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How well do you know the world's countries?

How well do you know the world's countries? | Navigate | Scoop.it
The average person's geography skills are fairly poor beyond their region. Test your knowledge of the countries at HowStuffWorks.

Via Seth Dixon, Jodi Esaili, Mike Busarello's Digital Storybooks
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Audrey DeSisto's curator insight, February 9, 4:32 PM

On to geography...

Corine Ramos's curator insight, February 12, 3:30 PM


 

Tags: trivia, games.

Adilson Camacho's curator insight, February 13, 9:37 PM

Questions...

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Can you name these countries using only satellite photos?

Can you name these countries using only satellite photos? | Navigate | Scoop.it
The view from above.

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Fathie Kundie's curator insight, January 8, 2015 10:03 AM

اختبار في الجغرافيا.. عبارة عن صور مأخوذة من الجو .. حاول التعرف على الدول والمدن

Brian Wilk's comment, January 31, 2015 9:34 PM
This is Australia I think.
Henk Trimp's comment, February 1, 2015 6:37 PM
It sure is!
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137 World Landmarks and Other Crazy Google Maps Art

137 World Landmarks and Other Crazy Google Maps Art | Navigate | Scoop.it
The Bay Area's Jenny Odell creates maddeningly complex sets of similar structures, like stadiums, nuclear plants and cargo ships.

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Seth Dixon's curator insight, July 10, 2013 10:57 PM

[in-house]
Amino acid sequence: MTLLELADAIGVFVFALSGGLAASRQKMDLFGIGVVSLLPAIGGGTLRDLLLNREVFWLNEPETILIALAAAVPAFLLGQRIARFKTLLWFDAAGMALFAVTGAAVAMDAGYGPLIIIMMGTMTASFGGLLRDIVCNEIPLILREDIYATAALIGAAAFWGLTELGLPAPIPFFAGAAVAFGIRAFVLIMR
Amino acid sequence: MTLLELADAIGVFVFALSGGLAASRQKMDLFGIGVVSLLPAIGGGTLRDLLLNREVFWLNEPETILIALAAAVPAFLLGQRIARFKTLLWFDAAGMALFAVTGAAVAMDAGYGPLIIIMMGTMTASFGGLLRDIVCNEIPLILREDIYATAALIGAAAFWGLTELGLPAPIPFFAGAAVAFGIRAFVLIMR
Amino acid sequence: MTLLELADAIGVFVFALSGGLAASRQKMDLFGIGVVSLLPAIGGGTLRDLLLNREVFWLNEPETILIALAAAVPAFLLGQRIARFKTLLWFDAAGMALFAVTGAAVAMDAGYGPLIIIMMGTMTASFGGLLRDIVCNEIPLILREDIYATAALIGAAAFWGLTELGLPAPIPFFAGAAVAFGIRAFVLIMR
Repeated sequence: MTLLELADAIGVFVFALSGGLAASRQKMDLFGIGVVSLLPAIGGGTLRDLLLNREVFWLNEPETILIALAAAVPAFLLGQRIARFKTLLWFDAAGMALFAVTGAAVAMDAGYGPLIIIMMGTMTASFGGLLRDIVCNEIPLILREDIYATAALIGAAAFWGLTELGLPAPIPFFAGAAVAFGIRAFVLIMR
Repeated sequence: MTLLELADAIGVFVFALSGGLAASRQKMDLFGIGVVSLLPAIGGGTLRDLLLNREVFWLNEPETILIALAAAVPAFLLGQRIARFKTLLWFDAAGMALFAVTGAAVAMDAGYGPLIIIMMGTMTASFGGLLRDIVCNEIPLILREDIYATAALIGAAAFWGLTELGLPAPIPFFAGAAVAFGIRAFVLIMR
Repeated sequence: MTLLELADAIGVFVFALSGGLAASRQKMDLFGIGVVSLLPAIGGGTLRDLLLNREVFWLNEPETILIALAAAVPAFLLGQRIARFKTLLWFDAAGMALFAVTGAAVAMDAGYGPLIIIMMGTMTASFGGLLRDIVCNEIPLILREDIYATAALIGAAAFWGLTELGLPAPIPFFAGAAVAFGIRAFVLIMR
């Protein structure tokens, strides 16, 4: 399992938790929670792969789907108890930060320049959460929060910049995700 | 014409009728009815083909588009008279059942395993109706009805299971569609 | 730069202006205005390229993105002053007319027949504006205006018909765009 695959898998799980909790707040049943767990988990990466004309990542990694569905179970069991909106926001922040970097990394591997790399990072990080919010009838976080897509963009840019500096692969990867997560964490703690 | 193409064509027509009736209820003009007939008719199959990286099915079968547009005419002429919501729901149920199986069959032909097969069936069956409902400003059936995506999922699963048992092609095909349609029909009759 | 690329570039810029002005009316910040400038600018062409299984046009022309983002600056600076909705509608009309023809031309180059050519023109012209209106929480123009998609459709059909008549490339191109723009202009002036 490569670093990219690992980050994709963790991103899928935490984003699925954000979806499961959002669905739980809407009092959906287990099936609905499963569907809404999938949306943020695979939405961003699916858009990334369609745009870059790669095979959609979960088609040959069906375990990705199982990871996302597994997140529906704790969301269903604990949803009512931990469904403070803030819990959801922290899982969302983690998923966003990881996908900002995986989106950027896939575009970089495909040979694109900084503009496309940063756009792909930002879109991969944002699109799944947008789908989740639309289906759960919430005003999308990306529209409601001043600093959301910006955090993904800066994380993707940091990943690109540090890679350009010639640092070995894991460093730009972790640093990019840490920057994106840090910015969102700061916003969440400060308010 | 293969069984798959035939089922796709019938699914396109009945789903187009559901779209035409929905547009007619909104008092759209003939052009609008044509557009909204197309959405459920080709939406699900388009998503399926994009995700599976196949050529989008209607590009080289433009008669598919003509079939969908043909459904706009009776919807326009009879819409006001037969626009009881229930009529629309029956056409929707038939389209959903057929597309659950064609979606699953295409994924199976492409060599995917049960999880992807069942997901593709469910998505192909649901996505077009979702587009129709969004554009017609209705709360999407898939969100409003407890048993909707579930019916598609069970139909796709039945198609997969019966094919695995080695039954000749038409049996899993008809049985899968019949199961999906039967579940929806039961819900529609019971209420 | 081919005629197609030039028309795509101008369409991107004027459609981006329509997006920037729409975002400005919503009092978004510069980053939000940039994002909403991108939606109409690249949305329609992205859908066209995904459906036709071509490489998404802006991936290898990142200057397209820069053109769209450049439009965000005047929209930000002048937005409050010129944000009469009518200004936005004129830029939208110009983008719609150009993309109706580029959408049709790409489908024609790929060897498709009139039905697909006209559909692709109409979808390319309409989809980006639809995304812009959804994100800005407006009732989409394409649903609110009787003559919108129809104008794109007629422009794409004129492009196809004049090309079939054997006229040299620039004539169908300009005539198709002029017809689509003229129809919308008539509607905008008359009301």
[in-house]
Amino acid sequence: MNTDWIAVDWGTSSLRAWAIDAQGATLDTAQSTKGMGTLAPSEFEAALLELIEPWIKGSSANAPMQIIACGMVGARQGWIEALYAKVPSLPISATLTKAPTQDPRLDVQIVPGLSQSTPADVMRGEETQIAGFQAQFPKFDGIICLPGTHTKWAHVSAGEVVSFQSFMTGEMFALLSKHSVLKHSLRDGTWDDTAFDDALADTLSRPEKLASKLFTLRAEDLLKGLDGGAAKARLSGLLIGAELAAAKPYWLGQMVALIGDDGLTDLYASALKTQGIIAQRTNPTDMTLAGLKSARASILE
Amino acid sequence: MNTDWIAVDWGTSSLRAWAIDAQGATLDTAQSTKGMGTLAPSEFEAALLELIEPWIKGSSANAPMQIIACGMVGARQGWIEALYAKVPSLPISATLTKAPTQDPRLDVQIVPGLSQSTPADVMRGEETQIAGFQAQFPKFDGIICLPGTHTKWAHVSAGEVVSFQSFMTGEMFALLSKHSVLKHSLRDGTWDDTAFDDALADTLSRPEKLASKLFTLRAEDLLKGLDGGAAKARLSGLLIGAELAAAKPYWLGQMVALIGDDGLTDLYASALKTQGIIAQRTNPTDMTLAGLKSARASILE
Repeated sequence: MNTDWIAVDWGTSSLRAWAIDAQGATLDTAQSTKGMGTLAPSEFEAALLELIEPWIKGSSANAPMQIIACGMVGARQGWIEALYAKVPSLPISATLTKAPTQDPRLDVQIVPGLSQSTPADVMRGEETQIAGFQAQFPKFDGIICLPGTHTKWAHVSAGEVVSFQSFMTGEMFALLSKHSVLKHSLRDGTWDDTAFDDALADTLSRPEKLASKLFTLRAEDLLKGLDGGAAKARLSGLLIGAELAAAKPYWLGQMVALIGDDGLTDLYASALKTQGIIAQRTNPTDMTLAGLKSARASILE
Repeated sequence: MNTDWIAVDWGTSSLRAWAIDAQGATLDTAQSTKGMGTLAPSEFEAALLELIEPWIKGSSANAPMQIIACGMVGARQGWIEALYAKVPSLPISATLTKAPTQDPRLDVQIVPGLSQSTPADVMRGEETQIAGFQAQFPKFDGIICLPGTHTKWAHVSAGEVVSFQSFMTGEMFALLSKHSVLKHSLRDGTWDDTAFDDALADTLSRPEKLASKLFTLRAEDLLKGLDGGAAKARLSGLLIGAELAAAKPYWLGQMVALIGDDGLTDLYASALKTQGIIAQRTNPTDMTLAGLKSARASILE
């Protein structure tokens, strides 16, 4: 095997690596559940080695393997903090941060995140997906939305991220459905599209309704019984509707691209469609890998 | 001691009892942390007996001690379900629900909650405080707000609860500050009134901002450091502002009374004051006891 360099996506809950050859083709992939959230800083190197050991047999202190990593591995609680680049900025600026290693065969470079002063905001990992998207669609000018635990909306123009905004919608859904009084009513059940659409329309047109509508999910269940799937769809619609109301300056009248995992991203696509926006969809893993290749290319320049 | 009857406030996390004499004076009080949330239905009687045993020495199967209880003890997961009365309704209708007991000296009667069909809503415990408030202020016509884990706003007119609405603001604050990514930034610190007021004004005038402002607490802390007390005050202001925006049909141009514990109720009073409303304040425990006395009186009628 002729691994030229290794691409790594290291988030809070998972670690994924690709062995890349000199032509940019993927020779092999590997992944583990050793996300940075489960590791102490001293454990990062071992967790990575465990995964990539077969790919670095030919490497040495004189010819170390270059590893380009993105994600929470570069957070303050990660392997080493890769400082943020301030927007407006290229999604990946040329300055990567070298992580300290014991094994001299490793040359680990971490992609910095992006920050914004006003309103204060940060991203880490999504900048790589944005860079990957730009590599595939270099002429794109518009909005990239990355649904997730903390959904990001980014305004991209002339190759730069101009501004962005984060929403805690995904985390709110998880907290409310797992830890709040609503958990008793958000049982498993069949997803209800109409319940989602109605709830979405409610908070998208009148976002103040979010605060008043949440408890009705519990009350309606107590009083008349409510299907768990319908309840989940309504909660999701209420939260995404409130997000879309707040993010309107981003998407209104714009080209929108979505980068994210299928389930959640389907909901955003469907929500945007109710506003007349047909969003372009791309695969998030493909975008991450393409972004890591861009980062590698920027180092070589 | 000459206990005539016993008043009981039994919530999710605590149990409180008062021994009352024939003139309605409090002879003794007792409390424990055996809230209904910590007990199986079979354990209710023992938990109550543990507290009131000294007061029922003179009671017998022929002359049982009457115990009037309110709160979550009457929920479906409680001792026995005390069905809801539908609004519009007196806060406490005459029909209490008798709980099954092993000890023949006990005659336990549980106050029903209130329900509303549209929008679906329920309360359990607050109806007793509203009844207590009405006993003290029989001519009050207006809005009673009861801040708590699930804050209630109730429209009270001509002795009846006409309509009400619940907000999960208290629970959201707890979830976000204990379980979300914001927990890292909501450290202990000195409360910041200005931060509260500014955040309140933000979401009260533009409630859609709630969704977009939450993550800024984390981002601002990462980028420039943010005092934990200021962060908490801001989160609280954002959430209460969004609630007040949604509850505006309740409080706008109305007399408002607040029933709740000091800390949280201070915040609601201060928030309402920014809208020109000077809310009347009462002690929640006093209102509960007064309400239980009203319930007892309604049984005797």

I love geographically inspired art.  How many of the 137 icon features (as portrayed in Google Maps but removed from their context) can you identify?  For a higher-resolution, image and more of her art, click here


Tags: mapping, art, google, trivia.

Sean de Basti's curator insight, August 27, 2013 10:31 AM

do you know where everything is located?

Rescooped by Suvi Salo from AP HUMAN GEOGRAPHY DIGITAL STUDY: MIKE BUSARELLO
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Countries in multiple hemispheres

Countries in multiple hemispheres | Navigate | Scoop.it

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Louis Mazza's curator insight, May 6, 2015 10:12 AM

This articles starts off describing the two meridians that divide the eastern and western hemispheres, the prime meridian and the 180th meridian. The prime meridian is the line of longitude where longitude is equal to zero. Countries east of the prime meridian are considered in the eastern hemisphere, while all countries west are located in the western hemisphere.

                Eight countries intersect in-between both of these hemispheres, there are the United Kingdom, in Europe France, Spain, Algeria, Mali, Burkina Faso, Ghana, and Togo.

                The 180th meridian is opposite the prime, and countries to the west of the 180th are in the eastern hemisphere.

                This is an interesting thing to examine because these locations are not set in stone. The tectonic plates that hold these countries will always be shifting in different directions. So in 20 years from now I wonder is the number 8 will increase or decrease?

Felix Ramos Jr.'s curator insight, May 7, 2015 9:21 PM

Pretty neat information contained on this page.  Kiribati is the only country in the world located in all four hemispheres.  That is a place that I would love to visit.  There are not many countries that can say they are even a part of two hemispheres, let alone four.  

Mark Hathaway's curator insight, December 4, 2015 9:27 AM